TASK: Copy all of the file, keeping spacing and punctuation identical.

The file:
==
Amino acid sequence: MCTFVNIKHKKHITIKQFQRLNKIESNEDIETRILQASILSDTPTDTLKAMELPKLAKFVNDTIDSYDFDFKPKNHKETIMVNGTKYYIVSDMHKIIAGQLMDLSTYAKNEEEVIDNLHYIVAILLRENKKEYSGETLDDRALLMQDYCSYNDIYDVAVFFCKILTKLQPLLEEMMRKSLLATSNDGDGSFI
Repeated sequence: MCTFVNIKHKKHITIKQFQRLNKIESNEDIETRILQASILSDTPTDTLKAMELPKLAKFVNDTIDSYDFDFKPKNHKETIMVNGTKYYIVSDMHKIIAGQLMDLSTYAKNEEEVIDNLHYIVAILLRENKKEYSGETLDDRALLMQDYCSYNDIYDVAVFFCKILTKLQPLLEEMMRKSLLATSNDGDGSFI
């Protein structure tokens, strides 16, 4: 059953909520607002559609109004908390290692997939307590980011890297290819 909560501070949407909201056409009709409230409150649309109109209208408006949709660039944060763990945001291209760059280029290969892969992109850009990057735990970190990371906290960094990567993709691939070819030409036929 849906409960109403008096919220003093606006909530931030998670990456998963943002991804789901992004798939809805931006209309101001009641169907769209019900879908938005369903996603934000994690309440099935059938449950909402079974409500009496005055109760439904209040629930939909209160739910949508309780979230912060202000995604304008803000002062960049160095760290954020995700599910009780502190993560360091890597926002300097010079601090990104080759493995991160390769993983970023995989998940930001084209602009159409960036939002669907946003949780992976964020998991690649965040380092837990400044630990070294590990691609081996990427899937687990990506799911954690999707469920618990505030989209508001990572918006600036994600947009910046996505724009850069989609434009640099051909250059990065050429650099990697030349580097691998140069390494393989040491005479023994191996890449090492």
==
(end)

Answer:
Amino acid sequence: MCTFVNIKHKKHITIKQFQRLNKIESNEDIETRILQASILSDTPTDTLKAMELPKLAKFVNDTIDSYDFDFKPKNHKETIMVNGTKYYIVSDMHKIIAGQLMDLSTYAKNEEEVIDNLHYIVAILLRENKKEYSGETLDDRALLMQDYCSYNDIYDVAVFFCKILTKLQPLLEEMMRKSLLATSNDGDGSFI
Repeated sequence: MCTFVNIKHKKHITIKQFQRLNKIESNEDIETRILQASILSDTPTDTLKAMELPKLAKFVNDTIDSYDFDFKPKNHKETIMVNGTKYYIVSDMHKIIAGQLMDLSTYAKNEEEVIDNLHYIVAILLRENKKEYSGETLDDRALLMQDYCSYNDIYDVAVFFCKILTKLQPLLEEMMRKSLLATSNDGDGSFI
């Protein structure tokens, strides 16, 4: 059953909520607002559609109004908390290692997939307590980011890297290819 909560501070949407909201056409009709409230409150649309109109209208408006949709660039944060763990945001291209760059280029290969892969992109850009990057735990970190990371906290960094990567993709691939070819030409036929 849906409960109403008096919220003093606006909530931030998670990456998963943002991804789901992004798939809805931006209309101001009641169907769209019900879908938005369903996603934000994690309440099935059938449950909402079974409500009496005055109760439904209040629930939909209160739910949508309780979230912060202000995604304008803000002062960049160095760290954020995700599910009780502190993560360091890597926002300097010079601090990104080759493995991160390769993983970023995989998940930001084209602009159409960036939002669907946003949780992976964020998991690649965040380092837990400044630990070294590990691609081996990427899937687990990506799911954690999707469920618990505030989209508001990572918006600036994600947009910046996505724009850069989609434009640099051909250059990065050429650099990697030349580097691998140069390494393989040491005479023994191996890449090492």